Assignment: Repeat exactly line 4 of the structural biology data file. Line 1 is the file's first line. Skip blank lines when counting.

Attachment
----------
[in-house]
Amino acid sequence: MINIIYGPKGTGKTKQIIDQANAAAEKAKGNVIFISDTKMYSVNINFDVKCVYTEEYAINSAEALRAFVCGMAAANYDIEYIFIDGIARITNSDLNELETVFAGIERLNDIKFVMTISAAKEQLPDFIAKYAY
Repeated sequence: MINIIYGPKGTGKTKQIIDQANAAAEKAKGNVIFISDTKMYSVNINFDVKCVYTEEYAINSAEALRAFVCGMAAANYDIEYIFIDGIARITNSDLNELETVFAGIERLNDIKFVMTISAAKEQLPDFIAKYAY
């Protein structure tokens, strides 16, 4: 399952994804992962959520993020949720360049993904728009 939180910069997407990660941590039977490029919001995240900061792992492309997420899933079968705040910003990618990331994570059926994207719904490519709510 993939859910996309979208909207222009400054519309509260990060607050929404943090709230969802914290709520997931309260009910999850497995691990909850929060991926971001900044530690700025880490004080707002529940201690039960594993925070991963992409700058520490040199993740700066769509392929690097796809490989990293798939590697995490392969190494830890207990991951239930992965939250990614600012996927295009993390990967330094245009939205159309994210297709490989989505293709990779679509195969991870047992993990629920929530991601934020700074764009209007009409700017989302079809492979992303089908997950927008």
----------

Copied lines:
């Protein structure tokens, strides 16, 4: 399952994804992962959520993020949720360049993904728009 939180910069997407990660941590039977490029919001995240900061792992492309997420899933079968705040910003990618990331994570059926994207719904490519709510 993939859910996309979208909207222009400054519309509260990060607050929404943090709230969802914290709520997931309260009910999850497995691990909850929060991926971001900044530690700025880490004080707002529940201690039960594993925070991963992409700058520490040199993740700066769509392929690097796809490989990293798939590697995490392969190494830890207990991951239930992965939250990614600012996927295009993390990967330094245009939205159309994210297709490989989505293709990779679509195969991870047992993990629920929530991601934020700074764009209007009409700017989302079809492979992303089908997950927008």